How Often Should You Replace Pillows: A Quick and Easy Guide
How often you replace your pillow depends on the filling and how well you take care of it, but in general they can last 2-5 years. If it’s losing its shape, it may be time to change the pillow as this can impact neck health. Pillows can also accumulate allergens if not cleaned properly
Pillows with cheap stuffing may only last a year or two, but if kept clean, some can last over 10 years
Many pillows need to be replaced because they’ve lost their shape and cause neck discomfort
Your pillow also may need to be replaced if you have allergy symptoms from built-up dust mites or mold
Did you know?
As long as you clean the filling, many pillows can be repaired, re-filled, or repurposed for things like stuffed animals and rags. Some natural rubber materials, like Bearaby’s Melofoam™, can even be composted as it’s biodegradable.
Got a pillow that’s looking a bit lumpier or yellower than it should? Just bought a sparkling brand-new one and are wondering what kind of mileage you can get out of it?
Knowing how often to replace pillows depends largely on the type and how well you take care of it. And while it can be inconvenient it beats the potential negative health effects of using the same old cushion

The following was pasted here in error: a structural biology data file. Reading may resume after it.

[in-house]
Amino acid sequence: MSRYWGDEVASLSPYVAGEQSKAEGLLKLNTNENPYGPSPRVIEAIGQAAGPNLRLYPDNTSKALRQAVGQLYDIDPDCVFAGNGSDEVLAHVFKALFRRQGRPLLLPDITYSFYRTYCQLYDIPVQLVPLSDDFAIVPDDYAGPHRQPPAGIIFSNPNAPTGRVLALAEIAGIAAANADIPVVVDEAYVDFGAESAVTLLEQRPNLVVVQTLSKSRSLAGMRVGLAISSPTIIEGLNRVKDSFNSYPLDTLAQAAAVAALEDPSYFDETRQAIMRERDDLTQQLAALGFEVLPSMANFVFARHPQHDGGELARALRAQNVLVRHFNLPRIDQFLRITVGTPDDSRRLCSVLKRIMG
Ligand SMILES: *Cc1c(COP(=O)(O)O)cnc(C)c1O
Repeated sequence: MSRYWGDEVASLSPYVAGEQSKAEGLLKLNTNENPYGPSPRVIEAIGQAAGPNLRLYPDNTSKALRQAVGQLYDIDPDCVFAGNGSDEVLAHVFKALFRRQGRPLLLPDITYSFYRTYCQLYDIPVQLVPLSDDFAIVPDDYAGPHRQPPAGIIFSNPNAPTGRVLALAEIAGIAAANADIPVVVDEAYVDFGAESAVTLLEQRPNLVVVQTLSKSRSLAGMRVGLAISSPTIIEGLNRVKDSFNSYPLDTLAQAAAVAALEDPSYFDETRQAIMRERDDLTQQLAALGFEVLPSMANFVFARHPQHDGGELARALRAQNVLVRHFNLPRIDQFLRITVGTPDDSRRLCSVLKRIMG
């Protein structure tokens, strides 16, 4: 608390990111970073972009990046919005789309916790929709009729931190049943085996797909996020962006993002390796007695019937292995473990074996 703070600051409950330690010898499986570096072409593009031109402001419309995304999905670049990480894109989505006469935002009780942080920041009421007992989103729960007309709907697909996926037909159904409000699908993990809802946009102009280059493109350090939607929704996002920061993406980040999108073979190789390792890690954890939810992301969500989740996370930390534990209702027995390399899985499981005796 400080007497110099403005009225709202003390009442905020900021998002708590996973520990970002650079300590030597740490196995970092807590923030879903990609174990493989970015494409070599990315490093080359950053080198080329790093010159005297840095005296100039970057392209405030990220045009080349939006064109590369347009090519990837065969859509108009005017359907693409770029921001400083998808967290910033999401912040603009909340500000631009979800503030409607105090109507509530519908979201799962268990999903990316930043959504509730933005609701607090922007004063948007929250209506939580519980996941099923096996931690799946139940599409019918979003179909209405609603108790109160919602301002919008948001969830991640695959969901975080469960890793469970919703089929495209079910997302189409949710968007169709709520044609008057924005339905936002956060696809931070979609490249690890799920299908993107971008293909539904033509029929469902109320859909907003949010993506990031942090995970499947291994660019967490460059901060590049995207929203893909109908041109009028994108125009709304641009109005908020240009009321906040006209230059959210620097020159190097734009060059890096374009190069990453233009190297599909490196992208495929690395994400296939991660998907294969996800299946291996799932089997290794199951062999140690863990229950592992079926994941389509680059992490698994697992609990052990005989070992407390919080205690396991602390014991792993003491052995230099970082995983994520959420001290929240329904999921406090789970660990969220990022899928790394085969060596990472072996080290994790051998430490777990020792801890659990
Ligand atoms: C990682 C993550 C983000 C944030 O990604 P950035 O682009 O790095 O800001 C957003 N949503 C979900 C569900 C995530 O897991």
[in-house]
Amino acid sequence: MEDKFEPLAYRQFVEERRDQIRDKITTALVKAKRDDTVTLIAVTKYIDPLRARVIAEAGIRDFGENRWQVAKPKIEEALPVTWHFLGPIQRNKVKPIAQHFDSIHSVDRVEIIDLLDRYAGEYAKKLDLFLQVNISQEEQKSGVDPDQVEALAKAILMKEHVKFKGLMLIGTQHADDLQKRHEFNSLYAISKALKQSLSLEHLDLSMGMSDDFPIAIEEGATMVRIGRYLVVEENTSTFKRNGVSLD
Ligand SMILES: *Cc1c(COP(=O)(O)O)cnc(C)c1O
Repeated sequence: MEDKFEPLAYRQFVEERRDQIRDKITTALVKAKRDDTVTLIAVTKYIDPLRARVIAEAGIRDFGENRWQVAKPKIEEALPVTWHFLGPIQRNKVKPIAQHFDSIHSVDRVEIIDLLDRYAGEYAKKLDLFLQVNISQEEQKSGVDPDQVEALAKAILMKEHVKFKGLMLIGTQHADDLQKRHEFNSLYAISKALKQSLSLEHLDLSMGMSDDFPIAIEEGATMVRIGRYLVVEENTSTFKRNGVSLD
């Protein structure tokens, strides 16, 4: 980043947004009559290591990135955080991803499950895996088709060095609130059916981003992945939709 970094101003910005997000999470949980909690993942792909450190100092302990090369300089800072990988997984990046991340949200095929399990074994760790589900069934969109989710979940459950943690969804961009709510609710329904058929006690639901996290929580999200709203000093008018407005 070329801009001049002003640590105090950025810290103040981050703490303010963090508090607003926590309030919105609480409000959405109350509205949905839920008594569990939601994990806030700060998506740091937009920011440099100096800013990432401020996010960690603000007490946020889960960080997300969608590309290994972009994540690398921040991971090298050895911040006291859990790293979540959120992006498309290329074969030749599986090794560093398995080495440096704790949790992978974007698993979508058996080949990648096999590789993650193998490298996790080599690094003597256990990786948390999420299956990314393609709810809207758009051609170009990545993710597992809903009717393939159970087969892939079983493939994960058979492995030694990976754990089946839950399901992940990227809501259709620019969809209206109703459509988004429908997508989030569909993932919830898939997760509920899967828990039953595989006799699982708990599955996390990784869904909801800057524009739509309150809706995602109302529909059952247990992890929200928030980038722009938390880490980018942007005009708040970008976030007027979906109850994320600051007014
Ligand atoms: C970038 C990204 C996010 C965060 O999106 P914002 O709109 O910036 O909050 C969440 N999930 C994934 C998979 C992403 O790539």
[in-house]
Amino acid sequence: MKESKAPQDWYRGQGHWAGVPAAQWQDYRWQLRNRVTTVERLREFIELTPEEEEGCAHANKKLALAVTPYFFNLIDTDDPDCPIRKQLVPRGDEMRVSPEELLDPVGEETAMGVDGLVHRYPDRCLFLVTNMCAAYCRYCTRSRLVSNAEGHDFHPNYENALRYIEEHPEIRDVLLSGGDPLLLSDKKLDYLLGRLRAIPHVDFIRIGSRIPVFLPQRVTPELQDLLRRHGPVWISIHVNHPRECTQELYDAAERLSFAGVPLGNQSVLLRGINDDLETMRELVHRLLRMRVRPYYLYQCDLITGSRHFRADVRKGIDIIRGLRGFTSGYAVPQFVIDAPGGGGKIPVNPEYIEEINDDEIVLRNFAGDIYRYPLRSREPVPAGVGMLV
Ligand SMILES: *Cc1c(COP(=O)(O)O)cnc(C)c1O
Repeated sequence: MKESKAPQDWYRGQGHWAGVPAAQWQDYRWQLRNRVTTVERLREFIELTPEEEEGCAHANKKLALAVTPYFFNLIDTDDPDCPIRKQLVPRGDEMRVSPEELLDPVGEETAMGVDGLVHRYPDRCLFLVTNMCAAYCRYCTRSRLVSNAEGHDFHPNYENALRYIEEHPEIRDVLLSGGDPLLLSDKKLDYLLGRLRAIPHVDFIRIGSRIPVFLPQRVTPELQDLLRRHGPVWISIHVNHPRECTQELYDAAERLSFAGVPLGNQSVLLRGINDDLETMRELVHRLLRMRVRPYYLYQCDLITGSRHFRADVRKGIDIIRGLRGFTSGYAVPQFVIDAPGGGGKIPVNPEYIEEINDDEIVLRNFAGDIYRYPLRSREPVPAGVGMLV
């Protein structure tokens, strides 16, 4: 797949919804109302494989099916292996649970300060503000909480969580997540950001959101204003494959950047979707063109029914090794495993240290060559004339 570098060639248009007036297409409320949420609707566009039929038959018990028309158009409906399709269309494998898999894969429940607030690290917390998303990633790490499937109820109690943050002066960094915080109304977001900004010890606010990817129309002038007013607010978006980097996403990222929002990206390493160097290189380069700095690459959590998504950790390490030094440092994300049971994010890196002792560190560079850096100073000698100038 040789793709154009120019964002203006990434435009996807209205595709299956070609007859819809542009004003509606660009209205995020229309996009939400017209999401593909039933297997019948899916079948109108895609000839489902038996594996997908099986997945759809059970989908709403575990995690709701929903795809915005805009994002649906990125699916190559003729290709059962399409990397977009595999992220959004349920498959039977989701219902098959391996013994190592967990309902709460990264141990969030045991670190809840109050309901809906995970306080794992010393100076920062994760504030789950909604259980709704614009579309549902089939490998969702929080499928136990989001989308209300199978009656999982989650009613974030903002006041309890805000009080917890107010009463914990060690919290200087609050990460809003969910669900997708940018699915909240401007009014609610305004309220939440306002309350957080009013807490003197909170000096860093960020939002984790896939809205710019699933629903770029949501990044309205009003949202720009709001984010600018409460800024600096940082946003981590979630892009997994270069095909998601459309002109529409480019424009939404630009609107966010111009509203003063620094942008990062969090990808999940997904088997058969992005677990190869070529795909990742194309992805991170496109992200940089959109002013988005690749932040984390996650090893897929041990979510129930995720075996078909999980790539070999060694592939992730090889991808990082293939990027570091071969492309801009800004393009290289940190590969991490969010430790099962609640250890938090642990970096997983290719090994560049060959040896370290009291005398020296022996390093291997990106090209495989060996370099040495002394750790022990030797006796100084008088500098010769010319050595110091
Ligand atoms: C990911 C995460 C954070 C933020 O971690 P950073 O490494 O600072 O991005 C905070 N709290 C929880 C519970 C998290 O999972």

From down feathers to latex, each filling breaks down differently and requires a different type of care. Others are destined for an early trip to the trash heap.
Why It’s Important To Replace Pillows
If you’ve used the same pillow for years and years, you may be wondering what all the fuss is all about. After all, some people can make their cushions last longer than others.
If you’re taking good care of that pillow, there may be no problems. But if the most you do is toss the pillowcase in the wash every now and then there are several potential negative health outcomes, such as:
- Respiratory difficulties
- Skin irritations
- Neck pain
If you’ve never dealt with any of these issues, congratulations! However, it may just be a matter of time, because when it comes to pillows the problems can build up over time for many reasons.
One of the top reasons to take care of your pillow and possibly replace it is dust mites. They’re microscopic creatures that feed off dead skin cells and can leave droppings and carcasses in your pillows.
Dust mite allergies are common and can impact both the respiratory system and cause skin issues. If they’ve built up in your pillow, it may be time to replace it.
Another issue that can cause allergic reactions is mold. It can show up quickly or make its way into the fabric of the pillow filling over time, especially in humid situations. A 2021 case review found that foam pillows like memory foam may be especially susceptible.
Sometimes your pillow may look like it’s full of mold, but that doesn’t always mean that it is. If not cared for and washed properly, the oils from your skin and hair can slowly stain the pillow over time, turning it yellow and brown. This isn't necessarily a health hazard, but the sight may be a good reason to make a change.
Loss of Shape